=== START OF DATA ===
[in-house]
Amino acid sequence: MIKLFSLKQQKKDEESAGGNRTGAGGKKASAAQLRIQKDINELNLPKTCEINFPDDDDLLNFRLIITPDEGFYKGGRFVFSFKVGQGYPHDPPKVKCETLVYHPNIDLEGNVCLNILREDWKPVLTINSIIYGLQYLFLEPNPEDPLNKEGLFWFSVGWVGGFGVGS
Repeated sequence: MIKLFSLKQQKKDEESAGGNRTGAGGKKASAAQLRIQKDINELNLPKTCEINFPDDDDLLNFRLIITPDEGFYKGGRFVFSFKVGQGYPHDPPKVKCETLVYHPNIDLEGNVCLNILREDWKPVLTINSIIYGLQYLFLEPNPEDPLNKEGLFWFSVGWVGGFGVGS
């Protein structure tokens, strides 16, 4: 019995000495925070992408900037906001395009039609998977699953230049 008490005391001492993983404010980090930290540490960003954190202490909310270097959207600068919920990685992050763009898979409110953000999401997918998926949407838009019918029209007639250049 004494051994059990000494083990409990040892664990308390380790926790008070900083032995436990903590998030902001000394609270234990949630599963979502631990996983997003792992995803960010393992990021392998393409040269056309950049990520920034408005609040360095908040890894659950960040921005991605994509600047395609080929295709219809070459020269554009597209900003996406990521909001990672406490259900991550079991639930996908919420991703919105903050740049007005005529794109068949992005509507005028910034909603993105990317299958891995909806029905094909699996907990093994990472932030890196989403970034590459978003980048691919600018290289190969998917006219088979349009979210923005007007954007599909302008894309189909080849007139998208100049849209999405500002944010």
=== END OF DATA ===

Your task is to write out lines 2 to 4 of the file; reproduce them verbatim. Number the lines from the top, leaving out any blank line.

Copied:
Amino acid sequence: MIKLFSLKQQKKDEESAGGNRTGAGGKKASAAQLRIQKDINELNLPKTCEINFPDDDDLLNFRLIITPDEGFYKGGRFVFSFKVGQGYPHDPPKVKCETLVYHPNIDLEGNVCLNILREDWKPVLTINSIIYGLQYLFLEPNPEDPLNKEGLFWFSVGWVGGFGVGS
Repeated sequence: MIKLFSLKQQKKDEESAGGNRTGAGGKKASAAQLRIQKDINELNLPKTCEINFPDDDDLLNFRLIITPDEGFYKGGRFVFSFKVGQGYPHDPPKVKCETLVYHPNIDLEGNVCLNILREDWKPVLTINSIIYGLQYLFLEPNPEDPLNKEGLFWFSVGWVGGFGVGS
């Protein structure tokens, strides 16, 4: 019995000495925070992408900037906001395009039609998977699953230049 008490005391001492993983404010980090930290540490960003954190202490909310270097959207600068919920990685992050763009898979409110953000999401997918998926949407838009019918029209007639250049 004494051994059990000494083990409990040892664990308390380790926790008070900083032995436990903590998030902001000394609270234990949630599963979502631990996983997003792992995803960010393992990021392998393409040269056309950049990520920034408005609040360095908040890894659950960040921005991605994509600047395609080929295709219809070459020269554009597209900003996406990521909001990672406490259900991550079991639930996908919420991703919105903050740049007005005529794109068949992005509507005028910034909603993105990317299958891995909806029905094909699996907990093994990472932030890196989403970034590459978003980048691919600018290289190969998917006219088979349009979210923005007007954007599909302008894309189909080849007139998208100049849209999405500002944010």